22 March 2019
Broadcast rights for major international sport events have become increasingly unaffordable for Hong Kong's free-to-air TV networks. Photo: Reuters
Broadcast rights for major international sport events have become increasingly unaffordable for Hong Kong's free-to-air TV networks. Photo: Reuters

Will HK’s free-TV viewers get to watch 2020 Olympics?

Although Hong Kong TV viewers will be able to watch the upcoming Asian Games 2018 — which will be held in Jakarta, Indonesia from Aug 18 — for free, there is however a question as to whether they will get to enjoy a similar privilege for the 2020 Tokyo Olympics.

It is because local TV networks are put off by the huge price tag attached to the broadcast rights, and the government is also unwilling to bid for them using public money.

Pro-establishment lawmaker Ma Fung-kwok, who represents the functional constituency of sports, performing arts, culture and publication, told us earlier that over the past few weeks he had been speaking with officials of the Home Affairs Bureau and the Commerce and Economic Development Bureau trying to find out if the administration will arrange for free-TV coverage of the Asian Games.

Unfortunately, the government appeared to be anything but keen on the idea and his efforts had ground to a stalemate.

It wasn’t until Cable TV stepped in and announced last Tuesday that it had secured the rights to air the tournament on its free-to-air channel that the issue was finally resolved.

Ma went on to explain that as the costs for acquiring TV rights of major international sport events have continued to soar in recent years, Hong Kong’s TV stations have become more and more reluctant to throw money at these increasingly unaffordable broadcasting deals.

As a result, in many cases local viewers can only watch the international games on subscription television.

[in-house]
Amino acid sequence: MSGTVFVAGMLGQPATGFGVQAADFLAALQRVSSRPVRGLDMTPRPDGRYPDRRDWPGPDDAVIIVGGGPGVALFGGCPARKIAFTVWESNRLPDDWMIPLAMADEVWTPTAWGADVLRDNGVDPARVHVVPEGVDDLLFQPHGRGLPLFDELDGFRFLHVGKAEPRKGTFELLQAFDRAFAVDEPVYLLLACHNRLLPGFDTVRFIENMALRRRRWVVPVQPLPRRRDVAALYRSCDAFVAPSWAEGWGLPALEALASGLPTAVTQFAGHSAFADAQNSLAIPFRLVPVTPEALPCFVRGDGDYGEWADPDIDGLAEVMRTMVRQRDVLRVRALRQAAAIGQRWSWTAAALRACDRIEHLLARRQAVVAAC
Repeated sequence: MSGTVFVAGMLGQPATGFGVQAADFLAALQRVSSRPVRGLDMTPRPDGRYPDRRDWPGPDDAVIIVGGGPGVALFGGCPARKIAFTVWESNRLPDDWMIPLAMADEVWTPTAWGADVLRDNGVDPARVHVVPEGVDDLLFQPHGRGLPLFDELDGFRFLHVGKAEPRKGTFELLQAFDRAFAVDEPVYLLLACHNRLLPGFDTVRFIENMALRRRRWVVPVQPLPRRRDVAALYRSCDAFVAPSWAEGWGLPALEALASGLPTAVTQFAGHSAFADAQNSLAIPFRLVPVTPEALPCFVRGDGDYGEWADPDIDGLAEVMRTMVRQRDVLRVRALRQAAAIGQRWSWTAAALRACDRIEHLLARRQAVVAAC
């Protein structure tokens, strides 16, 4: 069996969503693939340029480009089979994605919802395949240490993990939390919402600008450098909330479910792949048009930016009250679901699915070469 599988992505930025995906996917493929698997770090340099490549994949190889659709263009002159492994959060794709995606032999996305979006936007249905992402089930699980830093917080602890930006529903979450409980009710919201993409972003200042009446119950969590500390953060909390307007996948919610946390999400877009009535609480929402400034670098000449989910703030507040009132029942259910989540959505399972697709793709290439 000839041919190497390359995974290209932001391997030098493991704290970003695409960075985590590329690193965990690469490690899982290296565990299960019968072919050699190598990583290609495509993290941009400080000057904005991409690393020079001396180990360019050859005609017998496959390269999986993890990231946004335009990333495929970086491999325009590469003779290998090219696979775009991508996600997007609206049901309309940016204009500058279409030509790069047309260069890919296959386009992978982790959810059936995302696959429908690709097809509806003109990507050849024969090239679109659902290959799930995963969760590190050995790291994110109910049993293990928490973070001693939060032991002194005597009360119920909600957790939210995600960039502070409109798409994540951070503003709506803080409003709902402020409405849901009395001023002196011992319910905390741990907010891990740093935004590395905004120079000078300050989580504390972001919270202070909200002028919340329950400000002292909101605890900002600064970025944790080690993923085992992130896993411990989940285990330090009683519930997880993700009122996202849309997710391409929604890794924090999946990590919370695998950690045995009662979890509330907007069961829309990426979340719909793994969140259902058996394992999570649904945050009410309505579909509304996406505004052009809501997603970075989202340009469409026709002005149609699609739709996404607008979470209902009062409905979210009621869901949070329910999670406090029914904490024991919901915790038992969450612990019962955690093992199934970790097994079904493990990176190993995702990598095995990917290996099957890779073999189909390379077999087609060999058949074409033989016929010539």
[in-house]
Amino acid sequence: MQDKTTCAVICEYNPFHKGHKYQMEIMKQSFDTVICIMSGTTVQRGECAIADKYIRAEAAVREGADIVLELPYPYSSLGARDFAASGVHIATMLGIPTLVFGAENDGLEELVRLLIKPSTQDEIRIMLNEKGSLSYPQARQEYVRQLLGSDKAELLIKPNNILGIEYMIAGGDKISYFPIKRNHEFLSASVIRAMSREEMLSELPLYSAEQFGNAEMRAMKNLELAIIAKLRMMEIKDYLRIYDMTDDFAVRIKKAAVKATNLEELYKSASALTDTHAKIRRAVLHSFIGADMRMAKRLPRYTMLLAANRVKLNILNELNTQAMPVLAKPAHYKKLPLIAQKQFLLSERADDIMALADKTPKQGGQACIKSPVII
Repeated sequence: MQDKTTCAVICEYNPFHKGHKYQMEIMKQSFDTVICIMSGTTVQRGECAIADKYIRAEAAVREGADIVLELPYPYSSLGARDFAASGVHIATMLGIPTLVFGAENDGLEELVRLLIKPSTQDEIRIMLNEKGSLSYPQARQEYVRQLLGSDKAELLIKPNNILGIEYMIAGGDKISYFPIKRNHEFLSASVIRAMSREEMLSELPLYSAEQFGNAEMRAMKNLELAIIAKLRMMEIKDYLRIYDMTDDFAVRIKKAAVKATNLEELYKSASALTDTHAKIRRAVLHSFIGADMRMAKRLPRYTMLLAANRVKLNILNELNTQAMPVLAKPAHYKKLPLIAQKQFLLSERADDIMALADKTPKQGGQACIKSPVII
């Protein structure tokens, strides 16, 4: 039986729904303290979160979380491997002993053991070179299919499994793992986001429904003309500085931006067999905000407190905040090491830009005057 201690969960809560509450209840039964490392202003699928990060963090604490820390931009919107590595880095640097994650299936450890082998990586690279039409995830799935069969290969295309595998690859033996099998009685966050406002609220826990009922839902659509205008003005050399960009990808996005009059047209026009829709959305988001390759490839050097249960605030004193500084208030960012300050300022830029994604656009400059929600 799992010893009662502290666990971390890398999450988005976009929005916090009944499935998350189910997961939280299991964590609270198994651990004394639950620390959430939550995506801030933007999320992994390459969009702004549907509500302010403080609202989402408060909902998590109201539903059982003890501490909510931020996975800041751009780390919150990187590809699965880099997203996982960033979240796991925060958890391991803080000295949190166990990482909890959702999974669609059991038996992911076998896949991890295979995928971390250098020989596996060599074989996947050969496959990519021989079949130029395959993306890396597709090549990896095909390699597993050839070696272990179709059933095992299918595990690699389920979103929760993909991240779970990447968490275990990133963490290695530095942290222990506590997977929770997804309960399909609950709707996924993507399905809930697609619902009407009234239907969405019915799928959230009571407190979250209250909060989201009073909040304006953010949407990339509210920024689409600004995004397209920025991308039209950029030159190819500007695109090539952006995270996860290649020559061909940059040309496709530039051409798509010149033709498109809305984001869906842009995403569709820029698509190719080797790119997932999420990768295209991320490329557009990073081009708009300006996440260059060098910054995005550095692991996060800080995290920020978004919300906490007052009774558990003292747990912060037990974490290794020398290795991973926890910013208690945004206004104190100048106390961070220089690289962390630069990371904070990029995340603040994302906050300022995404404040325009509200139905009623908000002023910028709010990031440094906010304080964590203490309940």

Given that, Ma said that over the past few years he has been urging the government to intervene by means of, for example, subsidizing local TV networks in bidding for the broadcasting rights of the major sport tournaments so that the public can continue to watch them on free-to-air television.

In particular, as the government has been eager to promote sports in the city, allowing local viewers to watch the major sport tournaments on TV for free, he said, would definitely help enhance public enthusiasm in sports.

However, his proposal has remained unanswered so far as the government has been quite equivocal on that.

As Financial Secretary Paul Chan Mo-po responded last week, he needed to “look into it further”, stressing that “the administration wouldn’t assume any active role in this matter in a casual manner, because whether or not to buy TV rights for international sport events is mainly a business decision made by private companies in the free market.”

Secretary Chan also added that he is deeply concerned about the possible ramifications, for the current state of competition in the industry, of government intervention in buying TV rights.

As we can see, it is apparent that the government has a lot of reservations about providing financial assistance for local TV networks for this purpose, probably for fear that it might draw accusations of transferring benefits to private broadcasters by boosting their ad revenues with public resources.

And some in the local TV industry aren’t optimistic about government support either.

From the perspective of local free-to-air TV networks, they would certainly welcome it if the government was willing to throw its weight behind them financially in bidding for these TV rights because it is no longer profitable to bring live coverage of international major sport events these days.

For example, even though Television Broadcasts Ltd (TVB) successfully bought the rights for covering live the 2014 World Cup and the 2016 Summer Olympics, the ad revenues the two events had generated could hardly cover the costs for buying the rights.

As a result, the company lost over HK$100 million on each of the deals.

It is estimated that the rights for bringing live coverage of the 2020 Tokyo Olympics are likely to cost at least HK$100 million. As such, local networks will definitely have a lot of numbers to crunch and math to do before deciding whether to bid for them or not.

This article appeared in the Hong Kong Economic Journal on July 25

Translation by Alan Lee

[Chinese version 中文版]

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Columnist of Hong Kong Economic Journal.

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